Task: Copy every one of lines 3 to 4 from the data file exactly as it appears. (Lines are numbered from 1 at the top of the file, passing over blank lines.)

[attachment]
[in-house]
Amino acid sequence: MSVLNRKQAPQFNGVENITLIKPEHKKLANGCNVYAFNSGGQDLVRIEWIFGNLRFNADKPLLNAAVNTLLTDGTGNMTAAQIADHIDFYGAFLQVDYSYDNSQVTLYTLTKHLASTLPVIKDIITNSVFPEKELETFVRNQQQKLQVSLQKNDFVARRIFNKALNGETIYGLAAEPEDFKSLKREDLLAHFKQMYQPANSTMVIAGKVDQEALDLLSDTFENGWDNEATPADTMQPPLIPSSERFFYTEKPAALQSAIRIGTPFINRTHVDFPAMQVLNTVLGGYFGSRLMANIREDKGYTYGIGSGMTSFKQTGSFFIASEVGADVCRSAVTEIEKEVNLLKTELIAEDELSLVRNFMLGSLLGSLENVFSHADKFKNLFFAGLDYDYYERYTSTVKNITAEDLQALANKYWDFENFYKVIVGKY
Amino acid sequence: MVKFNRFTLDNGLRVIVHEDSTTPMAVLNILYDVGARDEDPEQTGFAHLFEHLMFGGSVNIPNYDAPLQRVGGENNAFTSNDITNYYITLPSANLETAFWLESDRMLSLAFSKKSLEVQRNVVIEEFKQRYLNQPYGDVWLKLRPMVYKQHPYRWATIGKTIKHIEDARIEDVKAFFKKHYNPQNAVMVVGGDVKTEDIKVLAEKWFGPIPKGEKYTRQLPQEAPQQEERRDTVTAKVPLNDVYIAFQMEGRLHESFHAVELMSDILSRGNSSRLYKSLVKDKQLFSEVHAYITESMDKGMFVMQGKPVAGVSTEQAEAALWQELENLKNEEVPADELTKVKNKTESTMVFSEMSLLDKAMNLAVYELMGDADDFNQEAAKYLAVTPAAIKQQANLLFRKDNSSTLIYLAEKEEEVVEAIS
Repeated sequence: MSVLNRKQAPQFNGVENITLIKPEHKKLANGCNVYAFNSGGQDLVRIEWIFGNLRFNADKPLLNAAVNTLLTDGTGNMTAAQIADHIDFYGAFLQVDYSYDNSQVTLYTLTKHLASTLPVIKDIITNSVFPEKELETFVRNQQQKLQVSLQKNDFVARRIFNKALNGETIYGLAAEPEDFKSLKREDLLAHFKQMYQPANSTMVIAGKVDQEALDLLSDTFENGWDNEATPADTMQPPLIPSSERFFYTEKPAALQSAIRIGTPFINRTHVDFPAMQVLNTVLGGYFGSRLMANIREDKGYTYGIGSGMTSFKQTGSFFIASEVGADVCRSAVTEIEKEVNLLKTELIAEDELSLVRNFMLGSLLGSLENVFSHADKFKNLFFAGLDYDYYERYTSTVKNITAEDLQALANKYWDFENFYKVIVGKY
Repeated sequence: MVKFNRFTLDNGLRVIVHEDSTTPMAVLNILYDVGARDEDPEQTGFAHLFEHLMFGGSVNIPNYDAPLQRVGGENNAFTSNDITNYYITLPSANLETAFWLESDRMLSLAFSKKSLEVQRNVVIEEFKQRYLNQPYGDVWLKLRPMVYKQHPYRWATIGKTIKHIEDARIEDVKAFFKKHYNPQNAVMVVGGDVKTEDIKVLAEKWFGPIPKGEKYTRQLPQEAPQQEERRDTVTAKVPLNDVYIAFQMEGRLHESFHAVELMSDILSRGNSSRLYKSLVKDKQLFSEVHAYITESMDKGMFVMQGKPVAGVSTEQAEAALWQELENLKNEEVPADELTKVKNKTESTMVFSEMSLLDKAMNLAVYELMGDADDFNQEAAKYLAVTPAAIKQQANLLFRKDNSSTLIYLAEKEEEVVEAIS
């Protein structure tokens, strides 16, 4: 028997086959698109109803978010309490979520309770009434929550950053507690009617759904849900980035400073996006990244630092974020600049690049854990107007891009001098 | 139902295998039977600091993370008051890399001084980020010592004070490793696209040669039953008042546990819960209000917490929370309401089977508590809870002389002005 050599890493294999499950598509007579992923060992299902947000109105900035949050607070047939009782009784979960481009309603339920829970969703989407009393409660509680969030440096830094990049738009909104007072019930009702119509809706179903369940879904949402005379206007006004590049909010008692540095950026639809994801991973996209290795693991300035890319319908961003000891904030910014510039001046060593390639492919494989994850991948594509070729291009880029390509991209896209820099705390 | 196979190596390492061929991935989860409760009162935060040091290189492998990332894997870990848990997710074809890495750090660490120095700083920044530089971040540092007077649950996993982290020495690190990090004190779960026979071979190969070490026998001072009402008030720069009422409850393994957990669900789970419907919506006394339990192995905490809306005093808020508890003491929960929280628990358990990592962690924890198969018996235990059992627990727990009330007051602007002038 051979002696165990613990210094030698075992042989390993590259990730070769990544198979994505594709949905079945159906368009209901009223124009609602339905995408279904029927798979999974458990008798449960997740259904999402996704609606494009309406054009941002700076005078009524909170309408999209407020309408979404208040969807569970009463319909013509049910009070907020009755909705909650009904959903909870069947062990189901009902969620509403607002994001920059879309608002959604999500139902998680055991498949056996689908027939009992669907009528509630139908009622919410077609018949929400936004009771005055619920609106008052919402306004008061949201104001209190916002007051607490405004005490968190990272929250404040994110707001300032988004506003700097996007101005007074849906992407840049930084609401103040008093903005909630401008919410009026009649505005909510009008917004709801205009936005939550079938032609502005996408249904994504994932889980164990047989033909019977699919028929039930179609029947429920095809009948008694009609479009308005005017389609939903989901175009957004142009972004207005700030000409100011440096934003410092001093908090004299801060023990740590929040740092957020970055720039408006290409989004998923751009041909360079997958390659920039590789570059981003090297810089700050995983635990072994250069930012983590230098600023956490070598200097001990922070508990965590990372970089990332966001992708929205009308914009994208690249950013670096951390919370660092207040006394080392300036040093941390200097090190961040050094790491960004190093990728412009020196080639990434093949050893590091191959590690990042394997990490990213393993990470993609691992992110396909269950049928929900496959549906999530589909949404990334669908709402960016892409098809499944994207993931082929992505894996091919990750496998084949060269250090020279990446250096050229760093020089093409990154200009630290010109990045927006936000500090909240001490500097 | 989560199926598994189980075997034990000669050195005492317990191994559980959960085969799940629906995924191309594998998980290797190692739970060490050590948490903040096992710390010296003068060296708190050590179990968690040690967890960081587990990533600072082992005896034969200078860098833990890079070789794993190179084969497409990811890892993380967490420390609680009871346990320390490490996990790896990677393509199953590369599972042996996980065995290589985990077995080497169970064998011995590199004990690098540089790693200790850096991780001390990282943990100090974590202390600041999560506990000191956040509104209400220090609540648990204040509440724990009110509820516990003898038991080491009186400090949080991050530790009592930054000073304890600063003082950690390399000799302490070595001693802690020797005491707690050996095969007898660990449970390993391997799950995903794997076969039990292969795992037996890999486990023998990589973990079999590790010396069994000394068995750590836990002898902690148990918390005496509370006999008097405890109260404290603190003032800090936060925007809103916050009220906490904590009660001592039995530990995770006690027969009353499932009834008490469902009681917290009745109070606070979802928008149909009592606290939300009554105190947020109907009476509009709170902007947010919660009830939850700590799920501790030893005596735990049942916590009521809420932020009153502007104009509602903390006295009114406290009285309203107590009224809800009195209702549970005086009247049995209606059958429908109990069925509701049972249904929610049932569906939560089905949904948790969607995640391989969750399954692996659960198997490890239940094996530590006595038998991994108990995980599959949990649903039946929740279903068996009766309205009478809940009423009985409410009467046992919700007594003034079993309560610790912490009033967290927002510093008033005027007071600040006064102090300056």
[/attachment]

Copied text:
Amino acid sequence: MVKFNRFTLDNGLRVIVHEDSTTPMAVLNILYDVGARDEDPEQTGFAHLFEHLMFGGSVNIPNYDAPLQRVGGENNAFTSNDITNYYITLPSANLETAFWLESDRMLSLAFSKKSLEVQRNVVIEEFKQRYLNQPYGDVWLKLRPMVYKQHPYRWATIGKTIKHIEDARIEDVKAFFKKHYNPQNAVMVVGGDVKTEDIKVLAEKWFGPIPKGEKYTRQLPQEAPQQEERRDTVTAKVPLNDVYIAFQMEGRLHESFHAVELMSDILSRGNSSRLYKSLVKDKQLFSEVHAYITESMDKGMFVMQGKPVAGVSTEQAEAALWQELENLKNEEVPADELTKVKNKTESTMVFSEMSLLDKAMNLAVYELMGDADDFNQEAAKYLAVTPAAIKQQANLLFRKDNSSTLIYLAEKEEEVVEAIS
Repeated sequence: MSVLNRKQAPQFNGVENITLIKPEHKKLANGCNVYAFNSGGQDLVRIEWIFGNLRFNADKPLLNAAVNTLLTDGTGNMTAAQIADHIDFYGAFLQVDYSYDNSQVTLYTLTKHLASTLPVIKDIITNSVFPEKELETFVRNQQQKLQVSLQKNDFVARRIFNKALNGETIYGLAAEPEDFKSLKREDLLAHFKQMYQPANSTMVIAGKVDQEALDLLSDTFENGWDNEATPADTMQPPLIPSSERFFYTEKPAALQSAIRIGTPFINRTHVDFPAMQVLNTVLGGYFGSRLMANIREDKGYTYGIGSGMTSFKQTGSFFIASEVGADVCRSAVTEIEKEVNLLKTELIAEDELSLVRNFMLGSLLGSLENVFSHADKFKNLFFAGLDYDYYERYTSTVKNITAEDLQALANKYWDFENFYKVIVGKY